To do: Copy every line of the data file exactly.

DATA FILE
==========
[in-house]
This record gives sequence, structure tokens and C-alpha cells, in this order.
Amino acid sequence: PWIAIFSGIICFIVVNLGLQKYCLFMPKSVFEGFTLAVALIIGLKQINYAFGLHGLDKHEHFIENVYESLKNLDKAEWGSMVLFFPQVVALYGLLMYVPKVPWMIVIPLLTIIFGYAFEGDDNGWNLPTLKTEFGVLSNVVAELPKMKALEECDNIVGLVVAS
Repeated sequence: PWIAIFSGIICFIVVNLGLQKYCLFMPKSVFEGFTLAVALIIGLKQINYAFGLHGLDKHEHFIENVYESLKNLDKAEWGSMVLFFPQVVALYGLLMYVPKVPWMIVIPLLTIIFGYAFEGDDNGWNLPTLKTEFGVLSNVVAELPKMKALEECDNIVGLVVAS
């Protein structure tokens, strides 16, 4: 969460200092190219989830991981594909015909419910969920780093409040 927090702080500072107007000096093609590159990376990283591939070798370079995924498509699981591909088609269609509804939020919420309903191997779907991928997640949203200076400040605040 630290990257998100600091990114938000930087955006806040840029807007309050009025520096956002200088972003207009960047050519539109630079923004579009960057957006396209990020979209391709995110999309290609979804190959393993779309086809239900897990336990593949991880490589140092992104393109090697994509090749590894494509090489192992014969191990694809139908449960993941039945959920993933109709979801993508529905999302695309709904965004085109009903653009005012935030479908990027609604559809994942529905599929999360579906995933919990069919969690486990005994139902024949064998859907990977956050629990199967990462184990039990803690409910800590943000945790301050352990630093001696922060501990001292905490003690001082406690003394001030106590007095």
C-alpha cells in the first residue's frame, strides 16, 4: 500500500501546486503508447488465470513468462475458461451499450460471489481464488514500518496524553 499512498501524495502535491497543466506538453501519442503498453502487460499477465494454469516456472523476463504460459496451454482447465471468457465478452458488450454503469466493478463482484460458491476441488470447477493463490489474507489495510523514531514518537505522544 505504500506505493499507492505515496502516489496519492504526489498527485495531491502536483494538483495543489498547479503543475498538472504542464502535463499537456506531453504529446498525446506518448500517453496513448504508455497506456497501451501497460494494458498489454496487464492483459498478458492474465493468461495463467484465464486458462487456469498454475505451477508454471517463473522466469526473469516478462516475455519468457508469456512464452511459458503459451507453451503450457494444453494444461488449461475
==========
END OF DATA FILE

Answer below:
[in-house]
This record gives sequence, structure tokens and C-alpha cells, in this order.
Amino acid sequence: PWIAIFSGIICFIVVNLGLQKYCLFMPKSVFEGFTLAVALIIGLKQINYAFGLHGLDKHEHFIENVYESLKNLDKAEWGSMVLFFPQVVALYGLLMYVPKVPWMIVIPLLTIIFGYAFEGDDNGWNLPTLKTEFGVLSNVVAELPKMKALEECDNIVGLVVAS
Repeated sequence: PWIAIFSGIICFIVVNLGLQKYCLFMPKSVFEGFTLAVALIIGLKQINYAFGLHGLDKHEHFIENVYESLKNLDKAEWGSMVLFFPQVVALYGLLMYVPKVPWMIVIPLLTIIFGYAFEGDDNGWNLPTLKTEFGVLSNVVAELPKMKALEECDNIVGLVVAS
């Protein structure tokens, strides 16, 4: 969460200092190219989830991981594909015909419910969920780093409040 927090702080500072107007000096093609590159990376990283591939070798370079995924498509699981591909088609269609509804939020919420309903191997779907991928997640949203200076400040605040 630290990257998100600091990114938000930087955006806040840029807007309050009025520096956002200088972003207009960047050519539109630079923004579009960057957006396209990020979209391709995110999309290609979804190959393993779309086809239900897990336990593949991880490589140092992104393109090697994509090749590894494509090489192992014969191990694809139908449960993941039945959920993933109709979801993508529905999302695309709904965004085109009903653009005012935030479908990027609604559809994942529905599929999360579906995933919990069919969690486990005994139902024949064998859907990977956050629990199967990462184990039990803690409910800590943000945790301050352990630093001696922060501990001292905490003690001082406690003394001030106590007095």
C-alpha cells in the first residue's frame, strides 16, 4: 500500500501546486503508447488465470513468462475458461451499450460471489481464488514500518496524553 499512498501524495502535491497543466506538453501519442503498453502487460499477465494454469516456472523476463504460459496451454482447465471468457465478452458488450454503469466493478463482484460458491476441488470447477493463490489474507489495510523514531514518537505522544 505504500506505493499507492505515496502516489496519492504526489498527485495531491502536483494538483495543489498547479503543475498538472504542464502535463499537456506531453504529446498525446506518448500517453496513448504508455497506456497501451501497460494494458498489454496487464492483459498478458492474465493468461495463467484465464486458462487456469498454475505451477508454471517463473522466469526473469516478462516475455519468457508469456512464452511459458503459451507453451503450457494444453494444461488449461475